Félix W. Ortiz

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Felix W. Ortiz
Member of the New York Assembly from the 51st District
Assumed office
January 1995
Preceded by Javier A. Nieves
Personal details
Born (1959-11-02) November 2, 1959 (age 57)
Salinas, Puerto Rico
Political party Democratic
Alma mater Boricua College (B.S.)
New York University (M.A.)
Religion Christian
Military service
Allegiance United States of America
Service/branch Emblem of the United States Department of the Army.svg United States Army
Years of service 1986-1988

Félix W. Ortiz (born November 2, 1959 in Puerto Rico) is an American politician, currently representing New York's 51st Assembly District. He is a Democrat and currently serving as Assistant Speaker of the New York State Assembly.[1]

Early life[edit]

Ortiz moved from Puerto Rico to New York City in 1980, becoming the first member of his family to move to the continental United States. He attended Boricua College, graduating in 1983 with a Bachelor of Science degree in Business Administration. He received a Master’s Degree in Public Administration from New York University in 1986. Ortiz then joined the United States Army, serving from 1986 to 1988.[2]


  • Felix W. Ortiz III (Technology Entrepreneur & US Army Veteran),
  • Felix A. Ortiz,
  • Daniel F. Ortiz Sr

Political career[edit]

Ortiz was first elected to the assembly in November 1994, defeating the incumbent Javier A. Nieves.

In 2000, Assemblyman Ortiz achieved passage of the nation’s first law to ban the use of hand held cell phones while driving a motor vehicle. In 2001, he introduced a bill that would lower the drinking age to 18; he cited unfairness and difficulty with enforcement as his motivations.[3]

In March 2010, Ortiz introduced a bill, co-sponsored with assembly members Margaret Markey and N. Nick Perry, that would prohibit the use of all forms of salt in the preparation and cooking of all restaurant food.[4] Ortiz said he was inspired to introduce the bill after his father suffered a heart attack due to high blood pressure.[5] The bill quickly gained media attention, and prompted negative comments from New York chefs such as Tom Colicchio, who said a salt ban would mean "no one would come here anymore,"[6] and New York City mayor Michael Bloomberg, who called the bill "ridiculous".[7] The proposal also earned Ortiz the title of "Nanny of the Month" for March 2010 from Reason.tv.[8] Responding to the outcry, Ortiz issued a statement saying that his intention was to have the bill only outlaw the use of salt "as an additive", not as "a functional component of the recipe".[7]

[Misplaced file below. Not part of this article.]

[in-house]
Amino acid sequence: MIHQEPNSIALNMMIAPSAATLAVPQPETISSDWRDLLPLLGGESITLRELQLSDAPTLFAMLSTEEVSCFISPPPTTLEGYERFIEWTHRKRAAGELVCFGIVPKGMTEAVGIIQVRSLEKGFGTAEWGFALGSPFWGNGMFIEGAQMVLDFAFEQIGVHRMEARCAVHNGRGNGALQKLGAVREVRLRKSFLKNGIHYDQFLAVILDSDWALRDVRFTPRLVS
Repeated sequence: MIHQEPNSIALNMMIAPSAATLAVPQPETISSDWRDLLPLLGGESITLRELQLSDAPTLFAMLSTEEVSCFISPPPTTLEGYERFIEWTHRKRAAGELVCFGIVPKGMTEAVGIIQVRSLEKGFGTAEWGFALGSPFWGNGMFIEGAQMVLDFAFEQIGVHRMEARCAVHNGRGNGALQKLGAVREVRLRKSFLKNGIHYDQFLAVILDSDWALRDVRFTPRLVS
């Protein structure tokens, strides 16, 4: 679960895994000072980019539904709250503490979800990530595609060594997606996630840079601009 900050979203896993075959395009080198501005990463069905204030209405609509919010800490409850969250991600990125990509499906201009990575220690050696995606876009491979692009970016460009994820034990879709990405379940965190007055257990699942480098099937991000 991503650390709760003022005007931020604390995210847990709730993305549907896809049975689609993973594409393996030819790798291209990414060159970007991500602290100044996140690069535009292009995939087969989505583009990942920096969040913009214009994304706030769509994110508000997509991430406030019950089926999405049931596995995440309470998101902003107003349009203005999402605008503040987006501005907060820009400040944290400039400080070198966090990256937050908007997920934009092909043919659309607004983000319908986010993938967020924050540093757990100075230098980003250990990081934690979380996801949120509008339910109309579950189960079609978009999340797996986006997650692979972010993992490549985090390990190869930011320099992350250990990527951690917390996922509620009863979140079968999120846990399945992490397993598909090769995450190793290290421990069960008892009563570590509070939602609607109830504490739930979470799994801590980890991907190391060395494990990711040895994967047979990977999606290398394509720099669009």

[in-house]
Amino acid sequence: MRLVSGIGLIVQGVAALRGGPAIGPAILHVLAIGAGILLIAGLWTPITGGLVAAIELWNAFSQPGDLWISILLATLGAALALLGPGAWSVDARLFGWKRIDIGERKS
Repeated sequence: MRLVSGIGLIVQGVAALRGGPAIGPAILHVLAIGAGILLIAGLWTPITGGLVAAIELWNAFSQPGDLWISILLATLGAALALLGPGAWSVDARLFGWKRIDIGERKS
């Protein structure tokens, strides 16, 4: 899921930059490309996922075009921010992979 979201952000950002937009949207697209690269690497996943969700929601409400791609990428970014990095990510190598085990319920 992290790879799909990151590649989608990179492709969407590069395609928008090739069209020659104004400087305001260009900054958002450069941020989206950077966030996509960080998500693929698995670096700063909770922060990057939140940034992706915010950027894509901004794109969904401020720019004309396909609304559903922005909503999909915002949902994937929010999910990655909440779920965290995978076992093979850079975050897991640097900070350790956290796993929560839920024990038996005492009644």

Ortiz has supported various progressive public policies. He has passed legislation in areas of worker rights and safety, obesity prevention, banning the use of cell phones while driving and advocating for increases in organ donations.[1]

In 2000, he sponsored one of the first pieces of legislation in the country banning the use of hand-held cell phone while driving, a bill that the New York State Legislature eventually passed.

Ortiz, who has worked with First Lady Michelle Obama on obesity prevention measures, also introduced legislation mandating that fast food restaurants post calories counts for food items on their menus. The calorie counts are now standard practice at fast food eateries.

Ortiz has served as chair of several committees and legislative task forces including Cities, Veterans Affairs, Mental Health, Alcohol and Drug Abuse, Food, Farm and Nutrition and the Legislature’s Puerto Rican and Hispanic Task Force.[1]

He has also served on the Executive Committee of the National Conference of State Legislatures (NCSL) and serves as co-chair of the NCSL Task Force on International Relations. He is the former chairman of the National Hispanic Caucus of State Legislators (NHCSL) and is a member of the Black, Puerto Rican, Hispanic and Asian Caucus. In February 2015 Assemblyman Ortiz was appointed Assistant Speaker of the New York State Assembly; he is the first Hispanic to hold the position.[1]


External links[edit]

New York Assembly
Preceded by
Javier A. Nieves
New York State Assembly, 51st District